Does the Pixel 3a spell trouble for future Google flagship phones?

Google Pixel 3a
Image credit: Google

One of the key questions to come from the launch of the Google Pixel 3a launch is what this means for the search giant's phone strategy going forward - and a strong hint suggests that it's going to stay confusing for at least a year.

Speaking to Android Police, Google has 'committed' to launching cheaper, less-powerful versions of its Pixel range for the 'foreseeable future', and while it wouldn't confirm future models, it seems likely that this will mean the Google Pixel 4a will one day exist.

Why is that important? Surely 'phone brand to make sequel' isn't a big deal? Well, it is when you place it in the context of lower than expected sales of the 'main' flagship phones from Google - the Pixel 3 and Pixel 3XL didn't pick up the traction parent company Alphabet would have been hoping for.

When you've got a brand struggling to sell its expensive model (in this case, the Pixel 3 and Pixel 3XL), the pivot to suddenly hitting a cheaper price point with similar features is dangerous. 

Instead of a gateway to the 'better' phone, it serves as a device that leaves consumers feeling they've got a smart deal - and that's always a powerful motivator, meaning they're surely more likely to choose the cheaper model in future years.

That's especially true when you consider the Pixel 3a has a headphone jack - even years after Apple started the crusade to lose it, consumers are still hankering after the handy slot.

The confusion over whether to buy a flagship phone, or a cheaper variant, is one Nokia also created years ago, when it moved to Windows Phone as an operating system. The high end Lumia 920 was a great phone, but the user experience and app ecosystem could be found on the Lumia 520, a phone for a fraction of the price with a similar feel under the finger.

Ironically, the big difference there was the camera - the 520 had a shockingly poor camera compared to its larger brethren, where both the Pixel 3 and Pixel 3a have top-quality snappers.

Google has been banking on the fact its become the purveyor of some of the best camera tech in a smartphone - the clue about that desire is in the Pixel name - as the reason consumers will choose its handsets over the Samsung Galaxy S10, iPhone XS or Huawei P30.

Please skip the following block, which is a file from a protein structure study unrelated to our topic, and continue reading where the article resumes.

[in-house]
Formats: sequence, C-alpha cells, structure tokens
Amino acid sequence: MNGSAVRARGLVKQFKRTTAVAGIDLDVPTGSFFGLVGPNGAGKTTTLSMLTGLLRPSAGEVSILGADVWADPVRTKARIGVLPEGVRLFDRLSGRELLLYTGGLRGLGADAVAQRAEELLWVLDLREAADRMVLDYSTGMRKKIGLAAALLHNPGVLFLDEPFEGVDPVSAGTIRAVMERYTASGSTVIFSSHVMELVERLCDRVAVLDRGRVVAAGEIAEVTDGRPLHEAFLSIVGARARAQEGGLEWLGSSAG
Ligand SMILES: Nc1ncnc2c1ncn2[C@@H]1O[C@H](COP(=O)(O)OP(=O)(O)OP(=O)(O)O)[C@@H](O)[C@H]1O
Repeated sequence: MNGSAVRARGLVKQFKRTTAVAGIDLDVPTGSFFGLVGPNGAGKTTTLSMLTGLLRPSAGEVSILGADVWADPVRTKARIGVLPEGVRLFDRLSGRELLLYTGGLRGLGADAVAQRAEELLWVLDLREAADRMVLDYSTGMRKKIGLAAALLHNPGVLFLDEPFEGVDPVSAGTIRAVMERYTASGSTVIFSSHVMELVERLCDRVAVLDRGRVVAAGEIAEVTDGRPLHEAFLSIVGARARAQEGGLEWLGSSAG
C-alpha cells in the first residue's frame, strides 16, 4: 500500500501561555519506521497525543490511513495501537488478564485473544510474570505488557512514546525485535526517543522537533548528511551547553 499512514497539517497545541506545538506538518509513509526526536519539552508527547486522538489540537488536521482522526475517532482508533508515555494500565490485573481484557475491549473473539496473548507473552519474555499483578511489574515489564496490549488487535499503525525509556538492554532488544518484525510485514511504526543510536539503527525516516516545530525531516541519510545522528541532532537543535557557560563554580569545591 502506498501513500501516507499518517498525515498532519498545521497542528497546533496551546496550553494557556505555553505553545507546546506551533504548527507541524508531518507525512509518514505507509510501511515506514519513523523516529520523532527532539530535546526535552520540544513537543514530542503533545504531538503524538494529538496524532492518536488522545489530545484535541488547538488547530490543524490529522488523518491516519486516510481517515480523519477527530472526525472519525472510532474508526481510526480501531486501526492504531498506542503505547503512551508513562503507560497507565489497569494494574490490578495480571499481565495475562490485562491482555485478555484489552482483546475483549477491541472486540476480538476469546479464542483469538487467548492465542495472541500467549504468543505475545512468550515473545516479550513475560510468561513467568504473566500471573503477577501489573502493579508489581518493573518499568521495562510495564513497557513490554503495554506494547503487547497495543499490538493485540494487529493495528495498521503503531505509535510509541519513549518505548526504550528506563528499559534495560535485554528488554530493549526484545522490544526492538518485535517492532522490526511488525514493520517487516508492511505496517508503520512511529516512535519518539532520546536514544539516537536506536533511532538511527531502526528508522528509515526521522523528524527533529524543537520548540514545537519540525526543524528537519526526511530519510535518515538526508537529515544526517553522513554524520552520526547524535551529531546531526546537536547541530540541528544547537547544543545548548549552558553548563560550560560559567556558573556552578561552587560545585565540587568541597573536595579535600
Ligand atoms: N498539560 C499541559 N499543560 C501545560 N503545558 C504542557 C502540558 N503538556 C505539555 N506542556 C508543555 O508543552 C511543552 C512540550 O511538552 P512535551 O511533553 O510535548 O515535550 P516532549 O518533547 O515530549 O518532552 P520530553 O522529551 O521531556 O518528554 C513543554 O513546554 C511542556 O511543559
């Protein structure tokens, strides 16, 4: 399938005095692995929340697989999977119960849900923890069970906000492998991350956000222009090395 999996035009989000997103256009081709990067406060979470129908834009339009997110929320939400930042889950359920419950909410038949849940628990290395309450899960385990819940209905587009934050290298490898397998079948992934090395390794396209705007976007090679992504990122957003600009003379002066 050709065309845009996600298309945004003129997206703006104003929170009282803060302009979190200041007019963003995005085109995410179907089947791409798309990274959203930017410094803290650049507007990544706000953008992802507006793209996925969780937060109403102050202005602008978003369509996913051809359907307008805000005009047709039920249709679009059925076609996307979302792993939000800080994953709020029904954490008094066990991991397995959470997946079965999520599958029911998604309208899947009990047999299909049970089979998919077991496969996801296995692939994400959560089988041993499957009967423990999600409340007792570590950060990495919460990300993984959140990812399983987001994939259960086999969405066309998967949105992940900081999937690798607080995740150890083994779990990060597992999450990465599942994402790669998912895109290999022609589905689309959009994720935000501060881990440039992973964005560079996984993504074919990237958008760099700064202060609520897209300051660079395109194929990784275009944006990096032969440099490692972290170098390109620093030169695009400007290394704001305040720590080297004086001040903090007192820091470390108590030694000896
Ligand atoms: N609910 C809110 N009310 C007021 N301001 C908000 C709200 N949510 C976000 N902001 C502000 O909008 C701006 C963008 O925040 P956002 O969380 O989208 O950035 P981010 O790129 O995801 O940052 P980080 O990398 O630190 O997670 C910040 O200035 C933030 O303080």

Is a taste all we need?

The notion of the Pixel 3a seems to be that you're getting a flavor of the Pixel 3's prowess, but not the whole hog. You're getting a pretty good camera, but one that doesn't have all the top features of the flagship device. 

You're getting a phone that looks similar to the more expensive device, but doesn't offer the same premium feel in the hand.

But pitching that at a time when consumers are more price conscious than ever and holding onto their phones for longer is dangerous... and the difference between the Pixel 3 and Pixel 3a isn't large enough.

"The 3a feels like a slight step down in terms of handfeel and the speed of the user interface, but not in a hugely noticeable way," says our phones writer, Tom Bedford, who's reviewing the Pixel 3a.

"The main difference to the sensor is to the front camera, as there's not a second ultra-wide sensor - while the speed of the snapping isn't as rapid on the Pixel 3a [because there's no Pixel Visual Core], it's not something that would bother the average person, making the Pixel 3a a real alternative to the 3 for any kind of user.

"It's making the more expensive alternative feel a little redundant, and it might make people wonder about waiting for the 4a when the Pixel 4 emerges."

So by confirming the future will still consist of Pixel 'a' series phones, it suggests that Google is accepting that the volume it's after - don't forget, it wants to put 'native' Android in the hands of as many consumers as possible - is in the mid-tier smartphone segment.

Either that, or the future flagship Pixel phones may be more advanced or pack more premium features to warrant the upgrade over their cheaper counterparts.

Gareth Beavis
Formerly Global Editor in Chief

Gareth has been part of the consumer technology world in a career spanning three decades. He started life as a staff writer on the fledgling TechRadar, and has grown with the site (primarily as phones, tablets and wearables editor) until becoming Global Editor in Chief in 2018. Gareth has written over 4,000 articles for TechRadar, has contributed expert insight to a number of other publications, chaired panels on zeitgeist technologies, presented at the Gadget Show Live as well as representing the brand on TV and radio for multiple channels including Sky, BBC, ITV and Al-Jazeera. Passionate about fitness, he can bore anyone rigid about stress management, sleep tracking, heart rate variance as well as bemoaning something about the latest iPhone, Galaxy or OLED TV.